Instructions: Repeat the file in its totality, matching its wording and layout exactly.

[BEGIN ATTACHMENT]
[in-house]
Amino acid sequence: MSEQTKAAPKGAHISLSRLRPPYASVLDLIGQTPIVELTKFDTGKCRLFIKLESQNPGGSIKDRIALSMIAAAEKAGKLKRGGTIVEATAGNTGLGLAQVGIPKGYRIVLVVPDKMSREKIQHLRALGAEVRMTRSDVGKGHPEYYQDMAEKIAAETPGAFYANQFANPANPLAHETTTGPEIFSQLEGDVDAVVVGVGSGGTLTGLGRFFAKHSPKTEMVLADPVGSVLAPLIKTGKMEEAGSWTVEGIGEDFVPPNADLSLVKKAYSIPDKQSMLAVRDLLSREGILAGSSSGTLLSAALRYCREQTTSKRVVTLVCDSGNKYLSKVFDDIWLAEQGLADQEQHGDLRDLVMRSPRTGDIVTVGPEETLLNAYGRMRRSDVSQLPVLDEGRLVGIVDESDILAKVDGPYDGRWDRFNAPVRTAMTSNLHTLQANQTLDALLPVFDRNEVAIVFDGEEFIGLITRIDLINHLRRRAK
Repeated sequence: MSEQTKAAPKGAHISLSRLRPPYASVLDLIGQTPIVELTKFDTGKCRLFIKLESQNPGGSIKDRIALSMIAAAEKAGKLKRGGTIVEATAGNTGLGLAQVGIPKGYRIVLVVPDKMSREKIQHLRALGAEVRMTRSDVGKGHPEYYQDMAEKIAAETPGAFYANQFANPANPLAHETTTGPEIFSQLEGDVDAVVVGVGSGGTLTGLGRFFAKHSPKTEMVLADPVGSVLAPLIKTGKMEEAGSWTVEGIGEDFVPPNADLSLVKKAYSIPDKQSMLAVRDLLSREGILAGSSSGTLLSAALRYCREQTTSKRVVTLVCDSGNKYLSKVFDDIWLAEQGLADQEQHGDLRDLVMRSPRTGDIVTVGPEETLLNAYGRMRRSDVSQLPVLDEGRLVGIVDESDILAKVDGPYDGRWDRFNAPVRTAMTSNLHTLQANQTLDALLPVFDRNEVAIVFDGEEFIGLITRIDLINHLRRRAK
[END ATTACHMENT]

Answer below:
[in-house]
Amino acid sequence: MSEQTKAAPKGAHISLSRLRPPYASVLDLIGQTPIVELTKFDTGKCRLFIKLESQNPGGSIKDRIALSMIAAAEKAGKLKRGGTIVEATAGNTGLGLAQVGIPKGYRIVLVVPDKMSREKIQHLRALGAEVRMTRSDVGKGHPEYYQDMAEKIAAETPGAFYANQFANPANPLAHETTTGPEIFSQLEGDVDAVVVGVGSGGTLTGLGRFFAKHSPKTEMVLADPVGSVLAPLIKTGKMEEAGSWTVEGIGEDFVPPNADLSLVKKAYSIPDKQSMLAVRDLLSREGILAGSSSGTLLSAALRYCREQTTSKRVVTLVCDSGNKYLSKVFDDIWLAEQGLADQEQHGDLRDLVMRSPRTGDIVTVGPEETLLNAYGRMRRSDVSQLPVLDEGRLVGIVDESDILAKVDGPYDGRWDRFNAPVRTAMTSNLHTLQANQTLDALLPVFDRNEVAIVFDGEEFIGLITRIDLINHLRRRAK
Repeated sequence: MSEQTKAAPKGAHISLSRLRPPYASVLDLIGQTPIVELTKFDTGKCRLFIKLESQNPGGSIKDRIALSMIAAAEKAGKLKRGGTIVEATAGNTGLGLAQVGIPKGYRIVLVVPDKMSREKIQHLRALGAEVRMTRSDVGKGHPEYYQDMAEKIAAETPGAFYANQFANPANPLAHETTTGPEIFSQLEGDVDAVVVGVGSGGTLTGLGRFFAKHSPKTEMVLADPVGSVLAPLIKTGKMEEAGSWTVEGIGEDFVPPNADLSLVKKAYSIPDKQSMLAVRDLLSREGILAGSSSGTLLSAALRYCREQTTSKRVVTLVCDSGNKYLSKVFDDIWLAEQGLADQEQHGDLRDLVMRSPRTGDIVTVGPEETLLNAYGRMRRSDVSQLPVLDEGRLVGIVDESDILAKVDGPYDGRWDRFNAPVRTAMTSNLHTLQANQTLDALLPVFDRNEVAIVFDGEEFIGLITRIDLINHLRRRAK